Self-publishing is as old as the printing press

This year one of our authors rang concerned that announcement of the release her new book in social media was criticised by quite a few people.

They said self-publishing was ‘selling out’, And ‘my literary agent and I are still in negotiations with Picador’. The sanctimony increased with ‘my editor has pleaded with me to pitch the book to her agent friend in New York, she said “its got to be one of the best books of the last decade” ‘.

The thing is this: not one of these critics had ever been published in any form, all attended ‘expert’ writing groups, all were well advanced into their seventies, having written on average 5 manuscripts over the last 10 years.

I have little doubt unpublished they will remain.

I’ve been in publishing for almost 30 years and have managed the production of over 1,000 titles. All of these were self-published. All of these were brought to market by authors with a burning drive to reach the eyes of readers.

Guttenberg – a political exile – built the first modern printing press to self-publish The Bible and political pamphlets. Similarly a few years later Claxton published works for the monarchy – this was in-house self-publishing. Schoffer self-published his The Book of Psalms. 

In these cases whoever owned the printing press was also the author and publisher.

No hierarchical publishing industry structure there.

Every writer wants their creative work to be read. High levels of literacy, the freedom (in many countries) to voice ideas – even controversial ideas, technology e.g. print on demand and online distribution systems has democratized publishing. And that’s got to be a good thing.

No more big publishing companies, whose only goal seems to be returning value to shareholders – totally controlling the interests of content creators.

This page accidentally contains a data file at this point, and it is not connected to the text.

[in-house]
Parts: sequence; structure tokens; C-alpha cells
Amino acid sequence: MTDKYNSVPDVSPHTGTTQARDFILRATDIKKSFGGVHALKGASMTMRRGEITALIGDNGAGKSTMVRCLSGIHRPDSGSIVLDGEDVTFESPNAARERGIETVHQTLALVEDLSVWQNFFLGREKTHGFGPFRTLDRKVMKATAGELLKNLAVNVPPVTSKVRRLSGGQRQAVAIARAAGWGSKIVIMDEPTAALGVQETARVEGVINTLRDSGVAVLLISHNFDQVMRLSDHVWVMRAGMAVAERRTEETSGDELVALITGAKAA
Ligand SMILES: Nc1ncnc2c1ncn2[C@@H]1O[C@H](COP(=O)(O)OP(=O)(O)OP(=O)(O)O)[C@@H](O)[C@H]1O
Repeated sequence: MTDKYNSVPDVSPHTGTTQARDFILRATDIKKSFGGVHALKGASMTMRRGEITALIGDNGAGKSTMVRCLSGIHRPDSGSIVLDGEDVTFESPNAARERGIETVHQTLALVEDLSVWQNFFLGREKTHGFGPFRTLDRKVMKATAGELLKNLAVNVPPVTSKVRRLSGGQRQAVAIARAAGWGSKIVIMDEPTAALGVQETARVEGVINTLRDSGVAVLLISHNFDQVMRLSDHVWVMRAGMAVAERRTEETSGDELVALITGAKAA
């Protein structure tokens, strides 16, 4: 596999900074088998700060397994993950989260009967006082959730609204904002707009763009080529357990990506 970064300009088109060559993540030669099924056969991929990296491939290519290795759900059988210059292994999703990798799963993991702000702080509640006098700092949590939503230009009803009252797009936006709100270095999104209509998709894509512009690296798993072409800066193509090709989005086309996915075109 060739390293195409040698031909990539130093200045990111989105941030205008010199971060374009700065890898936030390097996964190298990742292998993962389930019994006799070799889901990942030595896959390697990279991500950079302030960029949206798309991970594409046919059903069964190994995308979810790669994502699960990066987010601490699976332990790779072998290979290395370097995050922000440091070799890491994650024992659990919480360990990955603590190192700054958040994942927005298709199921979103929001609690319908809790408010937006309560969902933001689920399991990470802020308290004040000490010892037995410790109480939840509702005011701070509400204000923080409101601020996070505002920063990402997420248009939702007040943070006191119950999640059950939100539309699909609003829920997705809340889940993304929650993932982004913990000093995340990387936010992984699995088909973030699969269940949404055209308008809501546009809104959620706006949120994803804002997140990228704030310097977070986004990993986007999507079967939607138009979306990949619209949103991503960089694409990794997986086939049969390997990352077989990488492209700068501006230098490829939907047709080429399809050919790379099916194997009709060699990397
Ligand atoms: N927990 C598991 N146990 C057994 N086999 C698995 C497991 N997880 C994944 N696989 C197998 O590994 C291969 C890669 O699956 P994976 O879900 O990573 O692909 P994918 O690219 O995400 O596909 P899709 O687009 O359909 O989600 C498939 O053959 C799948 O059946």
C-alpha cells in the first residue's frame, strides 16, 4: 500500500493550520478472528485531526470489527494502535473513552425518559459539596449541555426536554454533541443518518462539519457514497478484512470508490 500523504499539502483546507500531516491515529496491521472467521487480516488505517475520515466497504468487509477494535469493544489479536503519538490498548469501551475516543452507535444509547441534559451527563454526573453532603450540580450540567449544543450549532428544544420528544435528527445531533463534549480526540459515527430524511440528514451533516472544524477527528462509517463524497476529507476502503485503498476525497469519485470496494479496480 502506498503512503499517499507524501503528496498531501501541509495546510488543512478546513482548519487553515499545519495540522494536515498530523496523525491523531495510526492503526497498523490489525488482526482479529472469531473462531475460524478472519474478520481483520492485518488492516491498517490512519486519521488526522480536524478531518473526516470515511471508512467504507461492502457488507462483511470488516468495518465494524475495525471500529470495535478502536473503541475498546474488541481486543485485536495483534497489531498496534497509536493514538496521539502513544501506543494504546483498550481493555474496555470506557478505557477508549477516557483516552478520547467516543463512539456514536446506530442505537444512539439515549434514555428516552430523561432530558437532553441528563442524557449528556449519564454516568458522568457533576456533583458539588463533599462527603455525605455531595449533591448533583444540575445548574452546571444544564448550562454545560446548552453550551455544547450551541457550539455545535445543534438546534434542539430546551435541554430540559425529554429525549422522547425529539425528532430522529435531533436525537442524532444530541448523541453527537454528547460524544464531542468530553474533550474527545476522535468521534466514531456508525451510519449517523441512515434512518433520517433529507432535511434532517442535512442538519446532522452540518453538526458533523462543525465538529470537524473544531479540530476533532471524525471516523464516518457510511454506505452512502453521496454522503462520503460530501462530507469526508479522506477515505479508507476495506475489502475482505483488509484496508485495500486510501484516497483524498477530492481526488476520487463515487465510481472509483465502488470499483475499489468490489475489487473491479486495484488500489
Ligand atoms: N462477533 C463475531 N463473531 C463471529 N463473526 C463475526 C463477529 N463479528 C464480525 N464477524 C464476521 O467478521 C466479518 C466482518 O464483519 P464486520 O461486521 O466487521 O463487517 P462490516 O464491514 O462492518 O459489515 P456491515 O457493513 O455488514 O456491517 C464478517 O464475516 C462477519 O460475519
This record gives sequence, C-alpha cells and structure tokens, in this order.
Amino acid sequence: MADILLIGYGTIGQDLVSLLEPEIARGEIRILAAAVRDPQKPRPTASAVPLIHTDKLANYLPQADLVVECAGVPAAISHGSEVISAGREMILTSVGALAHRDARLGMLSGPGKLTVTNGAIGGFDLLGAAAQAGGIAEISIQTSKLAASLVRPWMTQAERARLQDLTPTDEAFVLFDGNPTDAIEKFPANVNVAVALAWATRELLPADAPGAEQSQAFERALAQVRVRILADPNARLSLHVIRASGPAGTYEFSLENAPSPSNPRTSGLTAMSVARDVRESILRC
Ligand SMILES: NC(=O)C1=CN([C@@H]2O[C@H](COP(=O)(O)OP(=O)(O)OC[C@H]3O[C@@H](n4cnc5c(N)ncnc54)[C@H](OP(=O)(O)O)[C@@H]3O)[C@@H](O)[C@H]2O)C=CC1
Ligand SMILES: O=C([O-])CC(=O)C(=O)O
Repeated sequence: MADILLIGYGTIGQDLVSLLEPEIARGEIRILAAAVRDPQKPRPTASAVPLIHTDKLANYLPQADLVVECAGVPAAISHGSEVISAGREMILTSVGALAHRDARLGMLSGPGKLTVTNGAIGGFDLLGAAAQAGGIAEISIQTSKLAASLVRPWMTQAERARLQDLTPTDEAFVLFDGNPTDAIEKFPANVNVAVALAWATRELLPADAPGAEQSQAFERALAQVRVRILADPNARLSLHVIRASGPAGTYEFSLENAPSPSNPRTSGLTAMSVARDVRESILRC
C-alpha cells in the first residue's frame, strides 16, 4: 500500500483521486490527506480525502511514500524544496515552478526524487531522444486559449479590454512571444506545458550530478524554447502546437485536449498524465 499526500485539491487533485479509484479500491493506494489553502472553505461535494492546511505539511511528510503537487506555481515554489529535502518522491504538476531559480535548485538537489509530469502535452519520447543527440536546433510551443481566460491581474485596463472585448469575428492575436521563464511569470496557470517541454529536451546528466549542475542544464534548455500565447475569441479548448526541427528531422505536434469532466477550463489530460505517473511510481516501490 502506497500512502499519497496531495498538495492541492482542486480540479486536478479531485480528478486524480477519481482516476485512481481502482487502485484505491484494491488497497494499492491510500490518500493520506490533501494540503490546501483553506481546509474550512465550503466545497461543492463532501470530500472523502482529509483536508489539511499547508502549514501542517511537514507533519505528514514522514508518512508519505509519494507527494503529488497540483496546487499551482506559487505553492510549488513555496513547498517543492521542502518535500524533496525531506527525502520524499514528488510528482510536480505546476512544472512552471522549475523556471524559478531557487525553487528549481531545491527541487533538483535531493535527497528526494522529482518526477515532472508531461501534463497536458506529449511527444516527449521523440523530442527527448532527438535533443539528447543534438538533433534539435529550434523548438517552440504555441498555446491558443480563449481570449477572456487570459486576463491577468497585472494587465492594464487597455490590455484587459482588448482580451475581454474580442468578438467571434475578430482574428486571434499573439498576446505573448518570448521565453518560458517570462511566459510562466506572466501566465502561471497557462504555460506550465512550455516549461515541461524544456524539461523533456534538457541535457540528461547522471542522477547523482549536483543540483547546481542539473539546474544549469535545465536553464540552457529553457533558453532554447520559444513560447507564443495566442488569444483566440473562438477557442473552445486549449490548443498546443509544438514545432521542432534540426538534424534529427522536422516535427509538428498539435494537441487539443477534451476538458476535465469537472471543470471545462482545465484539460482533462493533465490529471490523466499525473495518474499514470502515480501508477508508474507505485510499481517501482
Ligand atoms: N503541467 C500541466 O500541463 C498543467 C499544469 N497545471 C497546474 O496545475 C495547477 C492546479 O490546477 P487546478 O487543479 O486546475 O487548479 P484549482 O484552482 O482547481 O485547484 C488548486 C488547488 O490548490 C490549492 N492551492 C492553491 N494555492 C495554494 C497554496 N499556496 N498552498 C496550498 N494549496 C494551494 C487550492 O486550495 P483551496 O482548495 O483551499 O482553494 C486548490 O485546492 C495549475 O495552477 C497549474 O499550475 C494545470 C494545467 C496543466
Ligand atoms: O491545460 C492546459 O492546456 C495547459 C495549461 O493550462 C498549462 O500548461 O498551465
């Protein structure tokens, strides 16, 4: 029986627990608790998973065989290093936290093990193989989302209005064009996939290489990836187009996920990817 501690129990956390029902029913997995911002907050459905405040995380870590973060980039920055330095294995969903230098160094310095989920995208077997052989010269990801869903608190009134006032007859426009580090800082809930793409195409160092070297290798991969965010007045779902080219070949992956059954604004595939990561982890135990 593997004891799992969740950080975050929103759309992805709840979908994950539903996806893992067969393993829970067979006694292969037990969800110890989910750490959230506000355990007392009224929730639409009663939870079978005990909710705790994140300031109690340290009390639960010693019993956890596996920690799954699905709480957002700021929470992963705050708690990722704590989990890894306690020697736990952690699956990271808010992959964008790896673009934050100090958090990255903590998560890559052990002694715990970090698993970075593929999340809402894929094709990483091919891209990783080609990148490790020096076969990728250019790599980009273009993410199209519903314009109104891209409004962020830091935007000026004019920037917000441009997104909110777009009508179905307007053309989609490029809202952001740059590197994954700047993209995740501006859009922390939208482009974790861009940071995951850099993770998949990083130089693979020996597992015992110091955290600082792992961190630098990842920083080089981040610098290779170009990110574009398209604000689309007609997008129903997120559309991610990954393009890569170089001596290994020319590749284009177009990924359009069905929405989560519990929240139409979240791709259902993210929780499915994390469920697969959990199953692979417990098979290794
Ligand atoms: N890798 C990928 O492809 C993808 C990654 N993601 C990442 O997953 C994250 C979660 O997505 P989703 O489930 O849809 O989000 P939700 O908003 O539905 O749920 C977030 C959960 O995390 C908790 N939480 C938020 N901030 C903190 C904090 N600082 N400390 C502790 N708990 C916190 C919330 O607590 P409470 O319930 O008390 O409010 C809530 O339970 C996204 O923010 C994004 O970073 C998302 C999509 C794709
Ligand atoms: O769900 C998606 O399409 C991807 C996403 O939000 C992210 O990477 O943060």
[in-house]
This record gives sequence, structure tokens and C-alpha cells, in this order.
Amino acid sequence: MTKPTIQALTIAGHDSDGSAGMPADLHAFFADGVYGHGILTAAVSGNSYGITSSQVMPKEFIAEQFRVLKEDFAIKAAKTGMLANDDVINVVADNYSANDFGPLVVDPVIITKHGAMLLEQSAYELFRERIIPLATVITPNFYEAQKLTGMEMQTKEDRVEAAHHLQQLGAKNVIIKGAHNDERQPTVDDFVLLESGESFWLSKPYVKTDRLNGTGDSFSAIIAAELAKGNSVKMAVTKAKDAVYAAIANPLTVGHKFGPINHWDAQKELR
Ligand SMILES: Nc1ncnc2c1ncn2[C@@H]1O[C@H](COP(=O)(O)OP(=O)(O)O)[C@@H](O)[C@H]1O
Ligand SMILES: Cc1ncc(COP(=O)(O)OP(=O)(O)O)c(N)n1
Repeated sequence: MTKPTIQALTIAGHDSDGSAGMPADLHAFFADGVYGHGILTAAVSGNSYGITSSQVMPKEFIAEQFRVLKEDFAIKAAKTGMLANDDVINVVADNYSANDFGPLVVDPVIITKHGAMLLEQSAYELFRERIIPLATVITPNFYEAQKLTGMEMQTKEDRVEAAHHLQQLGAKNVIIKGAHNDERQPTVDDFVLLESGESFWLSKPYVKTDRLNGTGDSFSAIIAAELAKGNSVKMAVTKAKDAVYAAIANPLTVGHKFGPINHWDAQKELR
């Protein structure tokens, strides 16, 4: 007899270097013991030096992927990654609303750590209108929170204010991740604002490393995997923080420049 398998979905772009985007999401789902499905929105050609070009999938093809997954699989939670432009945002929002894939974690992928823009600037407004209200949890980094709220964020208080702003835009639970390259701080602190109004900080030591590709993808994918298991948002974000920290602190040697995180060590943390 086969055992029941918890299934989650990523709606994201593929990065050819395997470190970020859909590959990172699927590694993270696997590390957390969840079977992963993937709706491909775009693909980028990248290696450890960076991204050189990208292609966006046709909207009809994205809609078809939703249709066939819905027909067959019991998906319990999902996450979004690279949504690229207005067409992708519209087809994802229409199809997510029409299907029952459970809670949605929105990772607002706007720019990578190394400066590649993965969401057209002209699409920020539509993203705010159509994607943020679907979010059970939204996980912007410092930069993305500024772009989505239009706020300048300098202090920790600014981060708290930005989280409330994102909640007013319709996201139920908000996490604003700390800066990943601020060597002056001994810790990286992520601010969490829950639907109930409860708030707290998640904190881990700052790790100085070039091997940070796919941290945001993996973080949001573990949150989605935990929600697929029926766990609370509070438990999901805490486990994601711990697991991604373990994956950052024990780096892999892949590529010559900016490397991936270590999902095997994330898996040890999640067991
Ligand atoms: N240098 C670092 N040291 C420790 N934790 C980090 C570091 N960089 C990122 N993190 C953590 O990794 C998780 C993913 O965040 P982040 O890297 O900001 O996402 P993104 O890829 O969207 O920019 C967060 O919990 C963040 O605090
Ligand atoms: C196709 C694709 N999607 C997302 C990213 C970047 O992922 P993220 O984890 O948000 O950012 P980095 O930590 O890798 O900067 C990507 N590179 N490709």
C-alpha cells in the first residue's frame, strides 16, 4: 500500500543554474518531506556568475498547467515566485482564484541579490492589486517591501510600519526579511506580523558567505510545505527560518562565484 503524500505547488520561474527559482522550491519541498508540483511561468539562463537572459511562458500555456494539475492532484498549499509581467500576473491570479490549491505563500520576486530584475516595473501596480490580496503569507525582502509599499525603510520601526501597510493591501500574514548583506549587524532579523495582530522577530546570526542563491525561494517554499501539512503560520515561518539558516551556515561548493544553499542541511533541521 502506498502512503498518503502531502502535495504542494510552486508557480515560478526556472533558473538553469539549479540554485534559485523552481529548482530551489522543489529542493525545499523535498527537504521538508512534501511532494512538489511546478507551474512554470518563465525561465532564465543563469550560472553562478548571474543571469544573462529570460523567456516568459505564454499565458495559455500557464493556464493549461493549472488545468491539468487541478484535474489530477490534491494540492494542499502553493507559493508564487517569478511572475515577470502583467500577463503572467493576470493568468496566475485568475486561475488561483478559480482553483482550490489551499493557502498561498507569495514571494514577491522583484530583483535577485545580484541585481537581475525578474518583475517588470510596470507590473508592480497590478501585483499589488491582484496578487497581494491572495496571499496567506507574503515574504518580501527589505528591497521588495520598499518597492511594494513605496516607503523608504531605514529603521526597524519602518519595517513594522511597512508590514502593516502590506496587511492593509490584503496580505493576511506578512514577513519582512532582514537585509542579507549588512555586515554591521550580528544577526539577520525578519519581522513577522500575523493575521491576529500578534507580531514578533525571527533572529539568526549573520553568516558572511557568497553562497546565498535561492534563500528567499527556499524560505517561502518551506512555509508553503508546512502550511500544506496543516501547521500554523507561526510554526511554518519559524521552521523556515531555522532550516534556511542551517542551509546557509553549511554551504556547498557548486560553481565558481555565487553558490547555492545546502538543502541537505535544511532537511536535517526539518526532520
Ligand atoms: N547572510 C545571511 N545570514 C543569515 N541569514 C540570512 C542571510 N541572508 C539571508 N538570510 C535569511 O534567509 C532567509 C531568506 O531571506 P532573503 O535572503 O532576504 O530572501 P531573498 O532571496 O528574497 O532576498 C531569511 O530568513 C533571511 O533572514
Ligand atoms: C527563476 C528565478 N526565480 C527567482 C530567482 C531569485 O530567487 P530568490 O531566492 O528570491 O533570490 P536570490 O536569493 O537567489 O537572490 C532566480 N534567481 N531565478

We’ve still got a long way to go. But I say an emphatic ‘viva self-publishing’!

Printing your book – how it can lead to a publishing project disaster

How important is it to get print parameters right?

Here’s a succinct warning. It’s as blunt as i can possibly be (and yes Green Hill staff tell me I can be quite blunt).

Get your print parameters wrong and you are sure to fail in self-publishing.

I hear many say… but isn’t it about the message, the literary merit of the writing, the depth of my research, the strength of my book concept, the size of the market or the currency of the issue etc.?

As a student of economics many years back at one of the most rigorous economics schools in Australia, I learned the lesson of the robustness of economic law – the principles of supply and demand – in particular the gradient (or slope) of the supply and demand curves.

Book printing disaster You can break laws but you need to get expert advice!

Just like the law of gravity you can get lift-off if you have an expensive plane and plenty of fuel. You can sell a book no matter how expensive, if you have something extra. But conventional wisdom says the dictates of economics need to be applied if you want your book to be widely distributed, e.g. through the book trade; widely read and financially successful.

Let me explain it like this. One of our authors had a perfectly marketable book but insisted on the interior (with photographs) be printed in colour. The book was so expensive it couldn’t get lift-off. That book just didn’t have enough to break through the gravitational price point at market.

Here’s the blunt advice: draw on professional knowledge and experience when putting your print deal together.




I want to print in China

So many books, so many print options!

We’ve printed books in China and India with great quality results.

The key to printing off-shore is finding a reliable supplier. I’ve been on the factory floor in India, China and Cambodia and printing in these locations can be rewarding but  are normally complex and fraught with financial danger. 

If you are trying to do it alone: beware!

What might seem to be a great-deal printer is likely just a broker who might be sourcing plastic rubbish bins from Bejing, shoes from Cambodia and printing from Thailand. They may be doing “what-ever turns a buck”.

So many things can go wrong with printing. Printing takes a specialist who has technical knowledge of the print and finishing process.

If you want to get a quote see our Green Asia service.

David Walters – Director